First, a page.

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A Wider Range makes an exciting new addition to Victorian cultural studies by examining the multifarious forms of writing that emerged out of Victorian women's travels throughout the wider world. Looking closely at representative examples of Victorian women's published accounts of their travels, Frawley argues that many of these women conceived of foreign lands as sites in which to situate their bid for public authority and cultural credibility. While this travel writing reveals the imaginative investments that Victorians made in the wider world, it also exposes the extent to which women used these imaginative investments to professional advantage, finding in different places opportunities for personal and professional self-fashioning.
After an introduction that surveys the field of women's travel writing and places it within current thinking about Victorian configurations of gender and genre, Maria H. Frawley studies the kinds of professional identities cultivated in this literature. Two chapters focus on the major bodies of women's travel writing, those written by tourist women and those written by women who constructed identities as adventuresses. These chapers include discussion of travel writing by such major figures as Mary Shelley, Isabella Bird Bishop, and Mary Kingsley as well as that of less-known travel writers such as Charlotte Eaton, Frances Elliot, Amelia Edwards, and Florence Dixie. She then assesses the work of more select groups of women, including Harriet Martineau, Anna Jameson, Lady Eastlake, and Frances Power Cobbe, who used their travel experiences to fashion professional identities as sociologists, ethnologists, historians, and art historians.
"These women discovered that they could use their writing as a forum to rethink the doctrine of `separate spheres,'" Frawley argues. Taken cumulatively, their work represents an unprecedented effort to cross psychological and institutional barriers perceived to be so central to Victorian culture. Despite - or perhaps because of - its noncanonical status, this literature challenges the stability of the "separate sphere" ideology that dominatcs thinking about Victorian women, their writing, and their culture. A Wider Range is certain to be of interest to anyone interested in Victorian literature, gender studies, and cultural studies.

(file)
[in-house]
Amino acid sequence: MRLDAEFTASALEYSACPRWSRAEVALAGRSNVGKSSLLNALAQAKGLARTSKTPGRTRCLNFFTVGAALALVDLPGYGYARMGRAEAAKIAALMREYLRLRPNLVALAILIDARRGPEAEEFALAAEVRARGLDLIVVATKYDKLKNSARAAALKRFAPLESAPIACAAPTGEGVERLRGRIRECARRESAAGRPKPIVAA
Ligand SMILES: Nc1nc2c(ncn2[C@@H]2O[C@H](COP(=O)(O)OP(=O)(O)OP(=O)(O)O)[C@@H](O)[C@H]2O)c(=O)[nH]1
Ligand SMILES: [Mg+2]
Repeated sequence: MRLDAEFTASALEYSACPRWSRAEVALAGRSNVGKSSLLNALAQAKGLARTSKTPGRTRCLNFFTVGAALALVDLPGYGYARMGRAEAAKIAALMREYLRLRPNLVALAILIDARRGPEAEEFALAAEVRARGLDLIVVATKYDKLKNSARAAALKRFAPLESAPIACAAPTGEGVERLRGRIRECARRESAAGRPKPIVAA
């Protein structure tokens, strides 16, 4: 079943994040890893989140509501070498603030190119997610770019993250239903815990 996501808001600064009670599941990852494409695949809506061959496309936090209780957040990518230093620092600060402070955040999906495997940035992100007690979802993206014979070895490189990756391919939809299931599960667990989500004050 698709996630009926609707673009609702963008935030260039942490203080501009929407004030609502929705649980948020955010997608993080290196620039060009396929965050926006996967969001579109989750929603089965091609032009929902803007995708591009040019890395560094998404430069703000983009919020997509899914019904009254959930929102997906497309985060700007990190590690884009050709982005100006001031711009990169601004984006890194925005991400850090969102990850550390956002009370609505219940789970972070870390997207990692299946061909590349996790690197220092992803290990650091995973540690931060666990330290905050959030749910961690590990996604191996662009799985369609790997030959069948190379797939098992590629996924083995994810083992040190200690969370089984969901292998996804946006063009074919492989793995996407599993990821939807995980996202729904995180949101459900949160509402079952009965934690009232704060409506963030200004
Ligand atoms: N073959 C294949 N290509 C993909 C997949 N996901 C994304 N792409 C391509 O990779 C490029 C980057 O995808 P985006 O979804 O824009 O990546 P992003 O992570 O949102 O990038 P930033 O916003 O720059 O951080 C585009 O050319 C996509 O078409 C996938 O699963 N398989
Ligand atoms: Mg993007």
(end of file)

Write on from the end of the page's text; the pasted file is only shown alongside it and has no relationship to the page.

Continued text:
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Frawley presents a scholarly study of what it meant for Victorian women to travel outside of England and to publish their findings upon their return. The introduction of steam locomotion and railways in the 19th century-and the work of travel entrepreneur Thomas Cook-allowed both men and women of the English middle and upper classes-Mary Shelley, Elizabeth Eastlake, Mary Kingsley, Harriet Martineau, and Frances Trollope, among them-to explore cultures other than their own. The author argues, however, that many of the women who chose travel writing over the more acceptable and lucrative genre of popular fiction did so to gain credibility and move into the "high prestige male speciality" genres of nonfiction. Organized by geographic region, this book is a solid study, well written and reasonably free of academic jargon, that will be of interest to scholars.
Caroline Mitchell, Washington, D.C.
Copyright 1994 Reed Business Information, Inc.
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Book Description Fairleigh Dickinson University Press, 1994. Condition: Very Good. 1st. Former Library book. Great condition for a used book! Minimal wear. Seller Inventory # GRP82425434
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